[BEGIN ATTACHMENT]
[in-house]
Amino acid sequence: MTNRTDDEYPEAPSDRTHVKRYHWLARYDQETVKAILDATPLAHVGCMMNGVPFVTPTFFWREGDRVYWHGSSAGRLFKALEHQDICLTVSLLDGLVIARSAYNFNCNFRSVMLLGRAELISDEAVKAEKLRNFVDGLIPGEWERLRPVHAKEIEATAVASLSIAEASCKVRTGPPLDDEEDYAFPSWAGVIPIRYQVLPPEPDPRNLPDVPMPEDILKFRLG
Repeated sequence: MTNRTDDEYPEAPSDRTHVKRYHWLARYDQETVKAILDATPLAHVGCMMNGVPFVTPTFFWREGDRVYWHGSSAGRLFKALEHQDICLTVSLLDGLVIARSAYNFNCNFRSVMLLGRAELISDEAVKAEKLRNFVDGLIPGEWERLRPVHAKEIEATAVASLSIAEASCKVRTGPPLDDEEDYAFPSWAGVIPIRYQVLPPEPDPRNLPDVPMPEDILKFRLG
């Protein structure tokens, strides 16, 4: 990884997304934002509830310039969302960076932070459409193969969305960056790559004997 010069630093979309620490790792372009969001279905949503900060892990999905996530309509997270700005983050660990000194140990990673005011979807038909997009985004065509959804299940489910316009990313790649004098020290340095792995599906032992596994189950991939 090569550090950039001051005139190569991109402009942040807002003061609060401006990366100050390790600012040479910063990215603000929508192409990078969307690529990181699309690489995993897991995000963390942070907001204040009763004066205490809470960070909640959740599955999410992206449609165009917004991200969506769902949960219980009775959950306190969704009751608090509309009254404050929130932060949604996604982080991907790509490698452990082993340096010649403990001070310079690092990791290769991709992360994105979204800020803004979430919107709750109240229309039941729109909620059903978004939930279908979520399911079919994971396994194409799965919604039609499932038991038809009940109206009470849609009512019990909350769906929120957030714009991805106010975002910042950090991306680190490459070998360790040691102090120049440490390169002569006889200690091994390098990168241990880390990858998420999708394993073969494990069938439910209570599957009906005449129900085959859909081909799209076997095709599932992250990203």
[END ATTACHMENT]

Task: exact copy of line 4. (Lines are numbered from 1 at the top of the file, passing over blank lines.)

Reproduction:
């Protein structure tokens, strides 16, 4: 990884997304934002509830310039969302960076932070459409193969969305960056790559004997 010069630093979309620490790792372009969001279905949503900060892990999905996530309509997270700005983050660990000194140990990673005011979807038909997009985004065509959804299940489910316009990313790649004098020290340095792995599906032992596994189950991939 090569550090950039001051005139190569991109402009942040807002003061609060401006990366100050390790600012040479910063990215603000929508192409990078969307690529990181699309690489995993897991995000963390942070907001204040009763004066205490809470960070909640959740599955999410992206449609165009917004991200969506769902949960219980009775959950306190969704009751608090509309009254404050929130932060949604996604982080991907790509490698452990082993340096010649403990001070310079690092990791290769991709992360994105979204800020803004979430919107709750109240229309039941729109909620059903978004939930279908979520399911079919994971396994194409799965919604039609499932038991038809009940109206009470849609009512019990909350769906929120957030714009991805106010975002910042950090991306680190490459070998360790040691102090120049440490390169002569006889200690091994390098990168241990880390990858998420999708394993073969494990069938439910209570599957009906005449129900085959859909081909799209076997095709599932992250990203």